January 18, 2019
January 18, 2019
Think of the Google Autocomplete feature. It helps you complete your keywords while you are typing them. The keywords change in real time yet the page remains the same. In the early 90s, where the internet wasn’t as advanced, the same feature would require Google to reload your page every time a new recommendation popping up on your screen. AJAX allows data interchange and the presentation layer to work simultaneously without interfering each other’s function.
The AJAX concept has actually been around since the mid-90s. However, it gained wider recognition when Google started to incorporate the concept on Google Mail and Google Maps in 2004. Today, it is widely used in various web applications to streamline the server communication process.
Here are more helpful examples of AJAX being used in our everyday lives.
Simply put, AJAX makes multitasking easy. If you ever notice a similar situation where two operations work simultaneously, with one running and one being idle, that might be AJAX doing its thing.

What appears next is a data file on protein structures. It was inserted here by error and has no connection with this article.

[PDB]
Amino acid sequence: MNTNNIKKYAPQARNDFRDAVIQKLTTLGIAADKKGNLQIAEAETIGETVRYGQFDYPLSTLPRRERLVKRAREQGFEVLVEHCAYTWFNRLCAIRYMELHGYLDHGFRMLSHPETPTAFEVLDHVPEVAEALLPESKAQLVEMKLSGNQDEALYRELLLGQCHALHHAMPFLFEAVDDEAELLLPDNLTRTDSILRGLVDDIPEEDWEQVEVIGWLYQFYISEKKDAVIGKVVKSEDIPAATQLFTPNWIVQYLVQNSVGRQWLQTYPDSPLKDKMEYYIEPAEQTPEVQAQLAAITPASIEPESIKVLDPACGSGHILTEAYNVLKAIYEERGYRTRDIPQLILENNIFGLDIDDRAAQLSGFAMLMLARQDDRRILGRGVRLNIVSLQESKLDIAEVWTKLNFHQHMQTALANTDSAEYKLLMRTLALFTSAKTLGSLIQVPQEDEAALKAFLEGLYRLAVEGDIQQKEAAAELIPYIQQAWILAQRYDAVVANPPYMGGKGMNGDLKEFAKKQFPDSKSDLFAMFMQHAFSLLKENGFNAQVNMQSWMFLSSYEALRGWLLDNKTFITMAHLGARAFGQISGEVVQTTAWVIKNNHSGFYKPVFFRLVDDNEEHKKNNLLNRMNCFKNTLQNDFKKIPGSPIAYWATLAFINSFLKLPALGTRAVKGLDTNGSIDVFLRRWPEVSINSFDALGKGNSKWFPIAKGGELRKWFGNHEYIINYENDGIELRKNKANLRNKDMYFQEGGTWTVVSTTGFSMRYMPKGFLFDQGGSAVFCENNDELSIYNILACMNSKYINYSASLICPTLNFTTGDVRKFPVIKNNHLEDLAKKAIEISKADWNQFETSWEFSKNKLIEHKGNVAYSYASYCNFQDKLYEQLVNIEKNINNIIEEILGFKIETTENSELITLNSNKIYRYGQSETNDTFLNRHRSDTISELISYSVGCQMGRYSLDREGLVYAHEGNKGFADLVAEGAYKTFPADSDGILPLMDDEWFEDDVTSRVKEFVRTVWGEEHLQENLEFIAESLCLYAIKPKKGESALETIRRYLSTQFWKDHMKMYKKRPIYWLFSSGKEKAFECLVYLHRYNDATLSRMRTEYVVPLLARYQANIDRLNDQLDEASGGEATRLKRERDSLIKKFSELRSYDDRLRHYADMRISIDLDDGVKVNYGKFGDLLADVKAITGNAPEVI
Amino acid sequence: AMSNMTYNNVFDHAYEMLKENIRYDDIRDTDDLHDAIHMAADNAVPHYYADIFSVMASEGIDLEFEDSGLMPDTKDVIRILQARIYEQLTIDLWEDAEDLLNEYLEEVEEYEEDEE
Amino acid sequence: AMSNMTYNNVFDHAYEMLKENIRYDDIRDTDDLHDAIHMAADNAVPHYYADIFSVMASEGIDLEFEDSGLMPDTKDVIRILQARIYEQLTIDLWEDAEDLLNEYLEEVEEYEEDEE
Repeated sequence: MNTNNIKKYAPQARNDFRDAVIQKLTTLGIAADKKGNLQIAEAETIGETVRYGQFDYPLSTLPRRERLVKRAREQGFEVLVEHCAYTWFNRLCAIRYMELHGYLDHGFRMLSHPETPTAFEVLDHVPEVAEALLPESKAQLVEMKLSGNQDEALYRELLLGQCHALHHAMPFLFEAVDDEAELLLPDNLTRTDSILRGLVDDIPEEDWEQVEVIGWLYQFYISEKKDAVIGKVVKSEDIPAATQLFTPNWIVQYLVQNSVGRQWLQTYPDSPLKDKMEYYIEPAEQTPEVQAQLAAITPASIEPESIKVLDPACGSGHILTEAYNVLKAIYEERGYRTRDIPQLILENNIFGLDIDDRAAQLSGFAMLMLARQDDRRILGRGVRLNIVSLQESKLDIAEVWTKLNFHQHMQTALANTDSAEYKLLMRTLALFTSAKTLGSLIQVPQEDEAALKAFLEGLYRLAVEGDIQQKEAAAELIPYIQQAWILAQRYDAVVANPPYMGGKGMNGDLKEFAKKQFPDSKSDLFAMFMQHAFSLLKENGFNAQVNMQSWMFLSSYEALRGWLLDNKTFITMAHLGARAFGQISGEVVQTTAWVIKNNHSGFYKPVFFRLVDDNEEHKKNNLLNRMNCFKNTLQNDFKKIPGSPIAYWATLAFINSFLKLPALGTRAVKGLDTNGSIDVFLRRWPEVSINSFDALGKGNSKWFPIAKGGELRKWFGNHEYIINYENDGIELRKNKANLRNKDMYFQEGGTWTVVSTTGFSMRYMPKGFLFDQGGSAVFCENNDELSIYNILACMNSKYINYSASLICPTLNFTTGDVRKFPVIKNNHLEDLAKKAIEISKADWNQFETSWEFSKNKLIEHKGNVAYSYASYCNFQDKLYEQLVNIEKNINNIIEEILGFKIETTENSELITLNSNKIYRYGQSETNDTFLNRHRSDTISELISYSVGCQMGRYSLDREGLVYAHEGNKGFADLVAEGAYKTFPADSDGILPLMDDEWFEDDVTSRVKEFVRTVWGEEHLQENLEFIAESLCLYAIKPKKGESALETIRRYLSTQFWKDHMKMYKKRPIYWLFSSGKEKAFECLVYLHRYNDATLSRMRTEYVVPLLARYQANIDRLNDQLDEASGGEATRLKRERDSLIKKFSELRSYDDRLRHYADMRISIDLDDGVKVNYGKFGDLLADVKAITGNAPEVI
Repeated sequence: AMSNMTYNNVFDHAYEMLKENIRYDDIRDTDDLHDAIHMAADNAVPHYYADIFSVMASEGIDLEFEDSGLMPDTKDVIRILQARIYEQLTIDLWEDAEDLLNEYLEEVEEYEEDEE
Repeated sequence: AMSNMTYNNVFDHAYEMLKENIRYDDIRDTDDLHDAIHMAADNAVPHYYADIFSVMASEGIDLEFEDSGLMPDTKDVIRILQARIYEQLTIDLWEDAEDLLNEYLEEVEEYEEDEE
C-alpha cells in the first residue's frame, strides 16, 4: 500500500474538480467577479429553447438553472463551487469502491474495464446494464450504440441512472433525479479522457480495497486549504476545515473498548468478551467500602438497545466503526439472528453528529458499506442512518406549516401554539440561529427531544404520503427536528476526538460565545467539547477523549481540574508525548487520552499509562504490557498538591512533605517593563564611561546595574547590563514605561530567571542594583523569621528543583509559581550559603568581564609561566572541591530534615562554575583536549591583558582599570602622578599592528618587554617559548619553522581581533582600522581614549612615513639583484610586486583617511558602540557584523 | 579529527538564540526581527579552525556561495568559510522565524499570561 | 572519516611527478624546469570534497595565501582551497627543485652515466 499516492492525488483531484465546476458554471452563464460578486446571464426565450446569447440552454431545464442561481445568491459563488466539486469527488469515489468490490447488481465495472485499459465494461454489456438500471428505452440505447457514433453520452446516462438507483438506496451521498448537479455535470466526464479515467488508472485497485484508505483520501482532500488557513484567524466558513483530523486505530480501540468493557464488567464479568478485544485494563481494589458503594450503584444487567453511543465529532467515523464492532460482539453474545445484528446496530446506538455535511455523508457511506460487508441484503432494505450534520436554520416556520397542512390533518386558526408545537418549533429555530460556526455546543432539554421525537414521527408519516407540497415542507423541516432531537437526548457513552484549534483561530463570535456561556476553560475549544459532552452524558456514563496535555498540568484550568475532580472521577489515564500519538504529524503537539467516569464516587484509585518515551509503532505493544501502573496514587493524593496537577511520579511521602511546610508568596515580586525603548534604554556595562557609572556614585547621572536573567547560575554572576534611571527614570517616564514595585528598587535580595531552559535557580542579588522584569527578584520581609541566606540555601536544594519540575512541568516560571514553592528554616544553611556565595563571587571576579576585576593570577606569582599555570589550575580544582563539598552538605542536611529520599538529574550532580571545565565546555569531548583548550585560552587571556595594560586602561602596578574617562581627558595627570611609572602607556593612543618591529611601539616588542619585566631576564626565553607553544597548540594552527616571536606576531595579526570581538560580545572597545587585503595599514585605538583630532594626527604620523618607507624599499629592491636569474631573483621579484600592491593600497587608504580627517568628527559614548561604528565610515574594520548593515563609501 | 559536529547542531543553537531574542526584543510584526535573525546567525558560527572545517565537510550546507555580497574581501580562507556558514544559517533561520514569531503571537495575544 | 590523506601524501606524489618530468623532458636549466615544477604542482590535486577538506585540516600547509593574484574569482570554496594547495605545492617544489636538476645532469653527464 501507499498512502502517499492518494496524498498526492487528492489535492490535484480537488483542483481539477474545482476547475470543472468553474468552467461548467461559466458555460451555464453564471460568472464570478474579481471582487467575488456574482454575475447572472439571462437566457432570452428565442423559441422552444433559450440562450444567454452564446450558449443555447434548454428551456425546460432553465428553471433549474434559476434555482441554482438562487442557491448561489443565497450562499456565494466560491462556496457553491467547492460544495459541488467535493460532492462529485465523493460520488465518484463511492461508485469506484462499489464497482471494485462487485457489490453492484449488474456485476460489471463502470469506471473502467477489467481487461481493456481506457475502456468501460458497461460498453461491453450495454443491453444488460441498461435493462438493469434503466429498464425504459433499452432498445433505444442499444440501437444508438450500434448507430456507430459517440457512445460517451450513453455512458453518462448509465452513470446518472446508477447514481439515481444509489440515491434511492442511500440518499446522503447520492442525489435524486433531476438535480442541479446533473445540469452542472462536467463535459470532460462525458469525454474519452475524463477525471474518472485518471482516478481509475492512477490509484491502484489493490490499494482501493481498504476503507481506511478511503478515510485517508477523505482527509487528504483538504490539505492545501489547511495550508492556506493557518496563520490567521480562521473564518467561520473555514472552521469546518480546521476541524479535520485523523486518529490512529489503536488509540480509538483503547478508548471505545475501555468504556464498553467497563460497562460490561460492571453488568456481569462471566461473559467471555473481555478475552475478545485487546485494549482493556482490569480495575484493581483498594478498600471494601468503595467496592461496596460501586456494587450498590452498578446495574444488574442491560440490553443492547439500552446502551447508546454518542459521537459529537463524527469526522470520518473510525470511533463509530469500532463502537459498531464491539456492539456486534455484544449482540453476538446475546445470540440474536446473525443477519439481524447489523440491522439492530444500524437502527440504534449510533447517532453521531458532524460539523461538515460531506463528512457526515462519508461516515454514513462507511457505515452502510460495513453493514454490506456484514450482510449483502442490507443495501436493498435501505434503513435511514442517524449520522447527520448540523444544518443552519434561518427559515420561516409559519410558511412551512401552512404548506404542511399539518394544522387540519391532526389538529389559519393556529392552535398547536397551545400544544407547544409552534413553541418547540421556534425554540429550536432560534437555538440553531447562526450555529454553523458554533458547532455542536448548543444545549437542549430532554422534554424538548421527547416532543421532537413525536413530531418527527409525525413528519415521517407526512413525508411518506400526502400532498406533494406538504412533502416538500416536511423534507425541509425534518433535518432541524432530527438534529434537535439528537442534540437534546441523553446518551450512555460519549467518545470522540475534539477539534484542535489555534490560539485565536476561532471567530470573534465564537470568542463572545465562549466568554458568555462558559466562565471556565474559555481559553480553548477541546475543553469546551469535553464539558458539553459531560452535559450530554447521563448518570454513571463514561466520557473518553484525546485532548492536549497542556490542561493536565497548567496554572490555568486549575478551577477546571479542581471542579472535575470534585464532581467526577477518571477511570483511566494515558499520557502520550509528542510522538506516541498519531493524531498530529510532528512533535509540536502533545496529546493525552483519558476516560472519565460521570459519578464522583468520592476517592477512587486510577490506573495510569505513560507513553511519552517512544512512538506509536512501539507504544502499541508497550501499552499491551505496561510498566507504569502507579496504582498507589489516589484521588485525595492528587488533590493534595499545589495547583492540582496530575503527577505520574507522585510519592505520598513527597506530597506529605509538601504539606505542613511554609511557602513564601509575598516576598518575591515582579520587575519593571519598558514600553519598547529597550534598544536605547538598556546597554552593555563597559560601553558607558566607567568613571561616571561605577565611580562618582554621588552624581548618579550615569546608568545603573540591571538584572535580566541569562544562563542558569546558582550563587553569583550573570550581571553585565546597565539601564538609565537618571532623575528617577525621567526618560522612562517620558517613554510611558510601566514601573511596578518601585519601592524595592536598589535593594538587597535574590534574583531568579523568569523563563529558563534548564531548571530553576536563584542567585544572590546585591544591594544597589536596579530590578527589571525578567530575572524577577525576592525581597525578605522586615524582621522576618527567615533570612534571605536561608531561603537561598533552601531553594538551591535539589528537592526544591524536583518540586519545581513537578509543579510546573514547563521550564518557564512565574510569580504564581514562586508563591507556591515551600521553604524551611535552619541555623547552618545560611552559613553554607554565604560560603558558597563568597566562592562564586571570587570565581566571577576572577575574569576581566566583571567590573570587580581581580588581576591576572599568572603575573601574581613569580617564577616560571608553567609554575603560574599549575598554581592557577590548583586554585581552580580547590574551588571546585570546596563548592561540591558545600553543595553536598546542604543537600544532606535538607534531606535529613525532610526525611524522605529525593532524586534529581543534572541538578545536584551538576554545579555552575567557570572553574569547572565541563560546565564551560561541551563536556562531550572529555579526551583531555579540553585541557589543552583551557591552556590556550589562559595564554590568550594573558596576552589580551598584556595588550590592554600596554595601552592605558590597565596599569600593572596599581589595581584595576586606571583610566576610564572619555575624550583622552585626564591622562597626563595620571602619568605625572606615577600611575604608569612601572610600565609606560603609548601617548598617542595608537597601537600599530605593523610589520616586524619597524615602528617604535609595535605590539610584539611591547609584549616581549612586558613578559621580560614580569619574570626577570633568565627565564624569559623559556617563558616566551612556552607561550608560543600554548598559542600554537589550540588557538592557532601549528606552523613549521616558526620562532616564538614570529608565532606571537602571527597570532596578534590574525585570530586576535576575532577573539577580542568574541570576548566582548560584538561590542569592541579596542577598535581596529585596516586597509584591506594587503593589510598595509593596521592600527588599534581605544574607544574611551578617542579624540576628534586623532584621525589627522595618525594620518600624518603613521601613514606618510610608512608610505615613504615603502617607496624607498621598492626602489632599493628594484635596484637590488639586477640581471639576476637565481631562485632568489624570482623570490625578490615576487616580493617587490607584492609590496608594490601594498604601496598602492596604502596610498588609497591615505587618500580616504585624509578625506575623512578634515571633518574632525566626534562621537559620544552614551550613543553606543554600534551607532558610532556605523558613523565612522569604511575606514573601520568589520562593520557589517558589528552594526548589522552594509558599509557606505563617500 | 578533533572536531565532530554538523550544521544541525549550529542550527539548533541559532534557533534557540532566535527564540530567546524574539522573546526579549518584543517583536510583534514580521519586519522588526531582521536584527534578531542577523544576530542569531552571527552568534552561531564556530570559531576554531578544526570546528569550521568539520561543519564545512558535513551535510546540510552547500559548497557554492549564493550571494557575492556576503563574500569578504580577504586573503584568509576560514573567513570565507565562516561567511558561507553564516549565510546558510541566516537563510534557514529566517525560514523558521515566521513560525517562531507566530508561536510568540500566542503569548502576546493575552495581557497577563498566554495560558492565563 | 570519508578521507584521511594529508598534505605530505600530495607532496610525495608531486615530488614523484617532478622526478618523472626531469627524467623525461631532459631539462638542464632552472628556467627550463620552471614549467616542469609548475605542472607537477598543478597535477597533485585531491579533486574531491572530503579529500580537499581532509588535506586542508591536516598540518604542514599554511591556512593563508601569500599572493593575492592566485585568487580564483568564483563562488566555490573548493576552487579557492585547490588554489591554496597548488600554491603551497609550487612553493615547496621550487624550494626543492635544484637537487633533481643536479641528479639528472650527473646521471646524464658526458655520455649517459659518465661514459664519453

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Bear in mind that AJAX is not a single technology, nor is it a programming language. As stated before, AJAX is a set of web development techniques. The system generally comprises of:
You may need some technical knowledge to understand it fully. However, the general procedure of how AJAX works is quite simple. Take a look at the diagram and table below for further comparison.
|Conventional model||AJAX model|
During this process, users have no choice but to wait until the whole process is done. Not only is it time-consuming, but it will also place an unnecessary load on the server.
Definition aside, the best perk of using AJAX is that it streamlines the user experience. Your visitors do not have to wait long to access your content. However, it depends on what you need as well. Google, for instance, lets the users choose between AJAX and a conventional version when using Google Mail. Put your users’ need at the top of your list and use AJAX accordingly.